On 11 November 2022, Federico Mazzone (University of Twente) presented his paper "Repeated Knowledge Distillation with Confidence Masking to Mitigate Membership Inference Attacks" at AISec'22, a workshop of the ACM CCS conference in Los Angeles.
The article in conference proceedings is available in open access at this link.
The abstract of the paper is below:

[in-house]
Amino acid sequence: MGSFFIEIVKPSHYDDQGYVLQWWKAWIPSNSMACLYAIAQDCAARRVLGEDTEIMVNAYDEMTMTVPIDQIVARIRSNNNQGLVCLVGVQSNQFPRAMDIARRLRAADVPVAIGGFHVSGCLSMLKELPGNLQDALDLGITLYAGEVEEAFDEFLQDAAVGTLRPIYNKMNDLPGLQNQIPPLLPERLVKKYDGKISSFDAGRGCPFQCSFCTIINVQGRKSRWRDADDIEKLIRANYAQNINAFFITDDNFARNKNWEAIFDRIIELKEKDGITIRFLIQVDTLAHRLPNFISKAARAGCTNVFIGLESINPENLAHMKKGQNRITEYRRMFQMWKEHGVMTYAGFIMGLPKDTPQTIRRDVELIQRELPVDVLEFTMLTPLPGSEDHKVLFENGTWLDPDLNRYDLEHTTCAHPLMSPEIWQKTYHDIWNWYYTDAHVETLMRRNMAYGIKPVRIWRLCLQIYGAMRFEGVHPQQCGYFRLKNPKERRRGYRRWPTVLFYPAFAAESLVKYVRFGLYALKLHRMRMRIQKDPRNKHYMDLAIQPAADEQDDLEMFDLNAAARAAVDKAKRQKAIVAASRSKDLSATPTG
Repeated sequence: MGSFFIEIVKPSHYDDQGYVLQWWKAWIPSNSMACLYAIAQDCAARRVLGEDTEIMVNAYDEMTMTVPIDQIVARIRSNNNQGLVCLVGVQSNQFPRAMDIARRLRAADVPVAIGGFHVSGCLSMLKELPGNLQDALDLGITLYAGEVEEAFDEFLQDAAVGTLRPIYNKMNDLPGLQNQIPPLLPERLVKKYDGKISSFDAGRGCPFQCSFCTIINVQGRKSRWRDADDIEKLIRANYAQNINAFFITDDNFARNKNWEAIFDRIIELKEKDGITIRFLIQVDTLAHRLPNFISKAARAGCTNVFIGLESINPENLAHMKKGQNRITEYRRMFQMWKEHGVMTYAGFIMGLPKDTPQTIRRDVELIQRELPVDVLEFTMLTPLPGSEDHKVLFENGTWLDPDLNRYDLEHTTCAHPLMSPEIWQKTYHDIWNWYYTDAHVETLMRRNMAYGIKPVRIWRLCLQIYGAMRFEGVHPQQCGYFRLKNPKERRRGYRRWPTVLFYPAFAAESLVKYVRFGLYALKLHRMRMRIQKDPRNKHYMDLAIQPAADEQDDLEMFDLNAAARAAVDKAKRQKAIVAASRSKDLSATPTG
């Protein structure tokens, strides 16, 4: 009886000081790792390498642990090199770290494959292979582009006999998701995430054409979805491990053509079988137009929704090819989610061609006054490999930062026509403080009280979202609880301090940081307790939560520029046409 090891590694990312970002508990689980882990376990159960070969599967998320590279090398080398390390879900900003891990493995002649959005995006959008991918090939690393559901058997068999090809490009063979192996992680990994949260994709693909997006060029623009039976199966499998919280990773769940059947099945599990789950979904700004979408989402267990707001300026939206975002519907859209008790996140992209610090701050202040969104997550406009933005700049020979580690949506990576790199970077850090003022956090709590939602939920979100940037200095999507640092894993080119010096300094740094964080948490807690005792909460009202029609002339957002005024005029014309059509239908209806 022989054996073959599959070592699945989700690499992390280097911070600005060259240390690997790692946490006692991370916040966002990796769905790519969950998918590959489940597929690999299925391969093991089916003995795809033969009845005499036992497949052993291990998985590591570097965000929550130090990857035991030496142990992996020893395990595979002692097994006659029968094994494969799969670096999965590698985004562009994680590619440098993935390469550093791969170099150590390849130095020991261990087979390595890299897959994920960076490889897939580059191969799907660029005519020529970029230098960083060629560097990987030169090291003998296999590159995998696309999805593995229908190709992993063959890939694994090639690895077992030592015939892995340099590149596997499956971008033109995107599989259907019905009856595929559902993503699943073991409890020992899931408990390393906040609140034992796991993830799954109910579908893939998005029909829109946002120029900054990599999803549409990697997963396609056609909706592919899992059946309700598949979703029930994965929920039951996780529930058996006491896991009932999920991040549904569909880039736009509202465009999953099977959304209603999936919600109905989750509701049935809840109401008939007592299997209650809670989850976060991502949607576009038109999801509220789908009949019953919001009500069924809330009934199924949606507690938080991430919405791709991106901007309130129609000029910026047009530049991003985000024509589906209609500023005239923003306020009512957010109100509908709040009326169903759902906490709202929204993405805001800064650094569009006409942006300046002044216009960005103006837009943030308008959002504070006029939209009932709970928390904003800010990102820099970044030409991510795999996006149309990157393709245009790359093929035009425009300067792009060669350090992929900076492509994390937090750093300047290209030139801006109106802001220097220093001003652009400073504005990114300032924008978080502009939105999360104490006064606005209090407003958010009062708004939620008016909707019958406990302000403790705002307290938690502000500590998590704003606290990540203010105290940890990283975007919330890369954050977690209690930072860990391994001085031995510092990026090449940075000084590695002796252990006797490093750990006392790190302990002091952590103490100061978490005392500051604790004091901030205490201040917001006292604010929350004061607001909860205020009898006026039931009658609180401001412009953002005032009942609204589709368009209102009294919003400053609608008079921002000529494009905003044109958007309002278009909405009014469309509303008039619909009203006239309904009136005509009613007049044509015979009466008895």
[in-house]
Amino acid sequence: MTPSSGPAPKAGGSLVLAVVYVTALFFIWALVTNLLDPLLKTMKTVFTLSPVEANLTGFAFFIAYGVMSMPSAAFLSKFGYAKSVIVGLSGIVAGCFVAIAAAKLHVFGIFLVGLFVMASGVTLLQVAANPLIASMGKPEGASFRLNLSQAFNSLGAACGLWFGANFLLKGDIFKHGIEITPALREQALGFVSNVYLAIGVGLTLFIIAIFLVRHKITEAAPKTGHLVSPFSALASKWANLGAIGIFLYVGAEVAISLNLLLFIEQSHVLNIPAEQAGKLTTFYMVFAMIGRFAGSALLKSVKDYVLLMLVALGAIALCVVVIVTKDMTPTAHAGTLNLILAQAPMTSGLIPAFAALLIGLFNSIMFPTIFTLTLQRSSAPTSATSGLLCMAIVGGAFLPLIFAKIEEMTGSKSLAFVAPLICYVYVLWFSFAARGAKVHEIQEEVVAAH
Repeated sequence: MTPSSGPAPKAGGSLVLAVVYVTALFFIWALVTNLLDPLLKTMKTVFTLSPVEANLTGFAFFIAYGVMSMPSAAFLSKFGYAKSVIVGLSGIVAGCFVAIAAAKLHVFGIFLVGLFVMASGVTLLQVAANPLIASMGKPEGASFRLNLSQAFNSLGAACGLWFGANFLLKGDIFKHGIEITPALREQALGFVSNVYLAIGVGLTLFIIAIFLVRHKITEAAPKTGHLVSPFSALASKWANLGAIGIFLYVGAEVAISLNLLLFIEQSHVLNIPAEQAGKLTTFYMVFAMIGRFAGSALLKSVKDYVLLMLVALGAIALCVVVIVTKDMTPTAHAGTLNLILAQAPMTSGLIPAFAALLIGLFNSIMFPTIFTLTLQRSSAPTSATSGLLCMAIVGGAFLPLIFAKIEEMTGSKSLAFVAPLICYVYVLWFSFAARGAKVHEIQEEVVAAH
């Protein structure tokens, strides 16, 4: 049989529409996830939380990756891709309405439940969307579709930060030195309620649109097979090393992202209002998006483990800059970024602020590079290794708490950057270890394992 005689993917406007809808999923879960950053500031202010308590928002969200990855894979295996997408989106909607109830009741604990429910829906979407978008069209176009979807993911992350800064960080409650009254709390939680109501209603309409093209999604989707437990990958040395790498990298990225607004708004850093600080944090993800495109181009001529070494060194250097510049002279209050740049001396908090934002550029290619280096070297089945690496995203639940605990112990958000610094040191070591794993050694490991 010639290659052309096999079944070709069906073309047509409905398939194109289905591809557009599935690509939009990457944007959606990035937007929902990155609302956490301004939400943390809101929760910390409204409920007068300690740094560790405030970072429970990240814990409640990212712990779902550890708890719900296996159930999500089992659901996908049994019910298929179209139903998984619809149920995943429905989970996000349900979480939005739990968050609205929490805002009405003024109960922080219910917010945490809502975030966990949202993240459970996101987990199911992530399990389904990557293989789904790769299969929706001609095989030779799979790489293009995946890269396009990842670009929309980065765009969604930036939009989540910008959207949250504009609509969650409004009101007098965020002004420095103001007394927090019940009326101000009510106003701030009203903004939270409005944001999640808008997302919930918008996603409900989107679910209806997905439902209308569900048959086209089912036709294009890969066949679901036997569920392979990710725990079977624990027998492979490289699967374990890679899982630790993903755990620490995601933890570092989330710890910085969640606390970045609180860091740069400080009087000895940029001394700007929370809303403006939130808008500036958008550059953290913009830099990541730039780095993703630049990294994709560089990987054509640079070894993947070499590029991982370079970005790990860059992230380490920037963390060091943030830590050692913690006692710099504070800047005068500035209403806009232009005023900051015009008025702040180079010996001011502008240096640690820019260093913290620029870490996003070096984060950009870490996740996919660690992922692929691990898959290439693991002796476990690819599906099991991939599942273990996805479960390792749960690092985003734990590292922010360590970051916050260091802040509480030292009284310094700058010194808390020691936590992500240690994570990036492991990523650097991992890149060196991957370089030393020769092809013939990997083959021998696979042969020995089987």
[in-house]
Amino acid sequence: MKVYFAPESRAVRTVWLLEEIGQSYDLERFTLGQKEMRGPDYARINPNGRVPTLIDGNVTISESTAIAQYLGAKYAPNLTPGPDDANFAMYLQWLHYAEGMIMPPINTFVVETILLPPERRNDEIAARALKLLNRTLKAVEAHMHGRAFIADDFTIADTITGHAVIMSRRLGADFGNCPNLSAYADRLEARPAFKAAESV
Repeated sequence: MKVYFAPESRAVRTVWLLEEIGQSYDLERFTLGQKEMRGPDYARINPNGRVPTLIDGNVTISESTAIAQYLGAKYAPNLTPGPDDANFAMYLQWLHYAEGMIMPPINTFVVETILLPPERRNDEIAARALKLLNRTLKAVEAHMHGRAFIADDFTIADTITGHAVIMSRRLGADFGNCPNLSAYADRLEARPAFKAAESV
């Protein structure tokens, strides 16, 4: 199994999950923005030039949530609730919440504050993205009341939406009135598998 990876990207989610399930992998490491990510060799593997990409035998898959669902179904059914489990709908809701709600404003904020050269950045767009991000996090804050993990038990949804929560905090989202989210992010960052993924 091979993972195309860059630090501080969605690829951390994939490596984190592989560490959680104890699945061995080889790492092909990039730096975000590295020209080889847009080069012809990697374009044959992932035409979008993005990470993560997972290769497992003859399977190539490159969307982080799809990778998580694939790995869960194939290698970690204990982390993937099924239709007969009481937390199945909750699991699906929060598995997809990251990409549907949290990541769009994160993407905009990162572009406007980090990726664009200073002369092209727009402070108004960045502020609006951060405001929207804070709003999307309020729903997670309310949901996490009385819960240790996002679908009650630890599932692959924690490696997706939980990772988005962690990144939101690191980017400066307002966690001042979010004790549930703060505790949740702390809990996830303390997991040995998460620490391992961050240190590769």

Machine learning models are often trained on sensitive data, such as medical records or bank transactions, posing high privacy risks. In fact, membership inference attacks can use the model parameters or predictions to determine whether a given data point was part of the training set. One of the most promising mitigations in literature is Knowledge Distillation (KD). This mitigation consists of first training a teacher model on the sensitive private dataset, and then transferring the teacher model on the sensitive private dataset, and then transferring the teacher knowledge to a student model, by the mean of a surrogate dataset. The student model is then deployed in place of the teacher model. Unfortunately, KD on its own does not provide users much flexibility, meant as the possibility to arbitrarily decide how much utility to sacrifice to get membership-privacy. To address this problem, we propose a novel approach that combines KD with confidence score masking. Concretely, we repeat the distillation procedure multiple times in series and, during each distillation, perturb the teacher predictions using confidence masking techniques. We show that our solution provides more flexibility than standard KD, as it allows users to tune the number of distillation rounds and the strength of the masking function. We implement our approach in a tool, RepKD, and assess our mitigation against white-and black-box attacks on multiple models and datasets. Even when the surrogate dataset is different from the private one (which we believe to be a more realistic setting than is commonly found in literature), our mitigation is able to make the black-box attack completely ineffective and significantly reduce the accuracy of the white box attack at the cost of only 0.6% test accuracy loss.